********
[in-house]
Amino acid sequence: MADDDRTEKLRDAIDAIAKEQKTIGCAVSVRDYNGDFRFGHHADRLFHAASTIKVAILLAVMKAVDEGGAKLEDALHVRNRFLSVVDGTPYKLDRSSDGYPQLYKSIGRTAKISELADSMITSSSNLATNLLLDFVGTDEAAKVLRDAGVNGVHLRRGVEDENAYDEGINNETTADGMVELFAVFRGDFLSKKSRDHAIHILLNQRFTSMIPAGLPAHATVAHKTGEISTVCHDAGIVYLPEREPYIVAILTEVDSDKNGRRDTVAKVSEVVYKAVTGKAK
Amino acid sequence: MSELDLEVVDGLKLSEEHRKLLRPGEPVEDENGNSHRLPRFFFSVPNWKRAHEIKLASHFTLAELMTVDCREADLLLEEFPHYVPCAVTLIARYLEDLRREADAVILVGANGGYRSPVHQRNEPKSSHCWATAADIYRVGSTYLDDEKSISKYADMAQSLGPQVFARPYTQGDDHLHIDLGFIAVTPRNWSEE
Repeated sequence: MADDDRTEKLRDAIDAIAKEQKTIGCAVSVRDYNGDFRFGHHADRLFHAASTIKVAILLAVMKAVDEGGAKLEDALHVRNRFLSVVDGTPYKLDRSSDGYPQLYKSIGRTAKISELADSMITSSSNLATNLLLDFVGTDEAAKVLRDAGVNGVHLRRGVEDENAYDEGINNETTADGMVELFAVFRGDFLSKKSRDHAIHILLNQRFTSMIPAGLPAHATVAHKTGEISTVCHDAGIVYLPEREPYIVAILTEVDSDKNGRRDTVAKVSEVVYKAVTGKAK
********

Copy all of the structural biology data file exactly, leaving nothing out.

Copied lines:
[in-house]
Amino acid sequence: MADDDRTEKLRDAIDAIAKEQKTIGCAVSVRDYNGDFRFGHHADRLFHAASTIKVAILLAVMKAVDEGGAKLEDALHVRNRFLSVVDGTPYKLDRSSDGYPQLYKSIGRTAKISELADSMITSSSNLATNLLLDFVGTDEAAKVLRDAGVNGVHLRRGVEDENAYDEGINNETTADGMVELFAVFRGDFLSKKSRDHAIHILLNQRFTSMIPAGLPAHATVAHKTGEISTVCHDAGIVYLPEREPYIVAILTEVDSDKNGRRDTVAKVSEVVYKAVTGKAK
Amino acid sequence: MSELDLEVVDGLKLSEEHRKLLRPGEPVEDENGNSHRLPRFFFSVPNWKRAHEIKLASHFTLAELMTVDCREADLLLEEFPHYVPCAVTLIARYLEDLRREADAVILVGANGGYRSPVHQRNEPKSSHCWATAADIYRVGSTYLDDEKSISKYADMAQSLGPQVFARPYTQGDDHLHIDLGFIAVTPRNWSEE
Repeated sequence: MADDDRTEKLRDAIDAIAKEQKTIGCAVSVRDYNGDFRFGHHADRLFHAASTIKVAILLAVMKAVDEGGAKLEDALHVRNRFLSVVDGTPYKLDRSSDGYPQLYKSIGRTAKISELADSMITSSSNLATNLLLDFVGTDEAAKVLRDAGVNGVHLRRGVEDENAYDEGINNETTADGMVELFAVFRGDFLSKKSRDHAIHILLNQRFTSMIPAGLPAHATVAHKTGEISTVCHDAGIVYLPEREPYIVAILTEVDSDKNGRRDTVAKVSEVVYKAVTGKAK